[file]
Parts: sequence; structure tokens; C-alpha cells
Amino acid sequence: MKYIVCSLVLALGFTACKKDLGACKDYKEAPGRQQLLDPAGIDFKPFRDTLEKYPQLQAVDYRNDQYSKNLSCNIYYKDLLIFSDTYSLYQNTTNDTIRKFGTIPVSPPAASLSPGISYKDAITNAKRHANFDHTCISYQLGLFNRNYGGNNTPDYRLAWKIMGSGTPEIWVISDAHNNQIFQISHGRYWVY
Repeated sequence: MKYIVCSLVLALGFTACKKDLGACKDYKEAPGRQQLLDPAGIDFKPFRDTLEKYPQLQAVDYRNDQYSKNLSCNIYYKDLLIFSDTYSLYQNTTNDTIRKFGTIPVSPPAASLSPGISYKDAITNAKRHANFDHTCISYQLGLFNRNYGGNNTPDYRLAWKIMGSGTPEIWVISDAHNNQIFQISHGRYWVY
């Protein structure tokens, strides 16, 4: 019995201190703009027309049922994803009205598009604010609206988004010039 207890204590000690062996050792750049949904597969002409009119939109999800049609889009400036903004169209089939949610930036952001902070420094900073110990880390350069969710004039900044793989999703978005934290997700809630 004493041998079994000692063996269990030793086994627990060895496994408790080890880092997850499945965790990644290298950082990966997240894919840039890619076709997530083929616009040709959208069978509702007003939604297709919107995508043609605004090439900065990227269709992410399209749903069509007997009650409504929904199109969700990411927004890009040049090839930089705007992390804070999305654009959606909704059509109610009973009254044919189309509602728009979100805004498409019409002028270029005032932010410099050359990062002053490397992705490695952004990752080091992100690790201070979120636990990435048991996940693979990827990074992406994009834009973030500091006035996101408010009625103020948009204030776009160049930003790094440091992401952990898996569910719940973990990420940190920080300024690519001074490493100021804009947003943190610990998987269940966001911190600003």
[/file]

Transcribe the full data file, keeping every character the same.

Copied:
Parts: sequence; structure tokens; C-alpha cells
Amino acid sequence: MKYIVCSLVLALGFTACKKDLGACKDYKEAPGRQQLLDPAGIDFKPFRDTLEKYPQLQAVDYRNDQYSKNLSCNIYYKDLLIFSDTYSLYQNTTNDTIRKFGTIPVSPPAASLSPGISYKDAITNAKRHANFDHTCISYQLGLFNRNYGGNNTPDYRLAWKIMGSGTPEIWVISDAHNNQIFQISHGRYWVY
Repeated sequence: MKYIVCSLVLALGFTACKKDLGACKDYKEAPGRQQLLDPAGIDFKPFRDTLEKYPQLQAVDYRNDQYSKNLSCNIYYKDLLIFSDTYSLYQNTTNDTIRKFGTIPVSPPAASLSPGISYKDAITNAKRHANFDHTCISYQLGLFNRNYGGNNTPDYRLAWKIMGSGTPEIWVISDAHNNQIFQISHGRYWVY
């Protein structure tokens, strides 16, 4: 019995201190703009027309049922994803009205598009604010609206988004010039 207890204590000690062996050792750049949904597969002409009119939109999800049609889009400036903004169209089939949610930036952001902070420094900073110990880390350069969710004039900044793989999703978005934290997700809630 004493041998079994000692063996269990030793086994627990060895496994408790080890880092997850499945965790990644290298950082990966997240894919840039890619076709997530083929616009040709959208069978509702007003939604297709919107995508043609605004090439900065990227269709992410399209749903069509007997009650409504929904199109969700990411927004890009040049090839930089705007992390804070999305654009959606909704059509109610009973009254044919189309509602728009979100805004498409019409002028270029005032932010410099050359990062002053490397992705490695952004990752080091992100690790201070979120636990990435048991996940693979990827990074992406994009834009973030500091006035996101408010009625103020948009204030776009160049930003790094440091992401952990898996569910719940973990990420940190920080300024690519001074490493100021804009947003943190610990998987269940966001911190600003």